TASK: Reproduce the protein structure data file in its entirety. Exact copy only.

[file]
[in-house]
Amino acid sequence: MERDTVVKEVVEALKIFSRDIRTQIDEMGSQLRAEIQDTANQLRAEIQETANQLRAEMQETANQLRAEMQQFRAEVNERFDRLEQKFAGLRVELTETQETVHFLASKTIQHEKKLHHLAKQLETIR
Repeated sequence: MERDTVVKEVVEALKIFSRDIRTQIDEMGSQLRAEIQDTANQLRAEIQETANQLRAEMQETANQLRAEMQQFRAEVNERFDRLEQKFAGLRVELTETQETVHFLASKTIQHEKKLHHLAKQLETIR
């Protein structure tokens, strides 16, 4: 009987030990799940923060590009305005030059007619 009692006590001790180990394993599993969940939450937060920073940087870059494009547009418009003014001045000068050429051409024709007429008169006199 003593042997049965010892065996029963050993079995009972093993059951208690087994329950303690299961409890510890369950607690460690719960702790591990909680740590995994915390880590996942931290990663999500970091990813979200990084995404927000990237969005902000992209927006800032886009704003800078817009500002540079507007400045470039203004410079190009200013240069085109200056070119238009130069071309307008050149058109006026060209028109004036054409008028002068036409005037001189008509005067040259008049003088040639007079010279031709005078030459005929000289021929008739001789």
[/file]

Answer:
[in-house]
Amino acid sequence: MERDTVVKEVVEALKIFSRDIRTQIDEMGSQLRAEIQDTANQLRAEIQETANQLRAEMQETANQLRAEMQQFRAEVNERFDRLEQKFAGLRVELTETQETVHFLASKTIQHEKKLHHLAKQLETIR
Repeated sequence: MERDTVVKEVVEALKIFSRDIRTQIDEMGSQLRAEIQDTANQLRAEIQETANQLRAEMQETANQLRAEMQQFRAEVNERFDRLEQKFAGLRVELTETQETVHFLASKTIQHEKKLHHLAKQLETIR
């Protein structure tokens, strides 16, 4: 009987030990799940923060590009305005030059007619 009692006590001790180990394993599993969940939450937060920073940087870059494009547009418009003014001045000068050429051409024709007429008169006199 003593042997049965010892065996029963050993079995009972093993059951208690087994329950303690299961409890510890369950607690460690719960702790591990909680740590995994915390880590996942931290990663999500970091990813979200990084995404927000990237969005902000992209927006800032886009704003800078817009500002540079507007400045470039203004410079190009200013240069085109200056070119238009130069071309307008050149058109006026060209028109004036054409008028002068036409005037001189008509005067040259008049003088040639007079010279031709005078030459005929000289021929008739001789």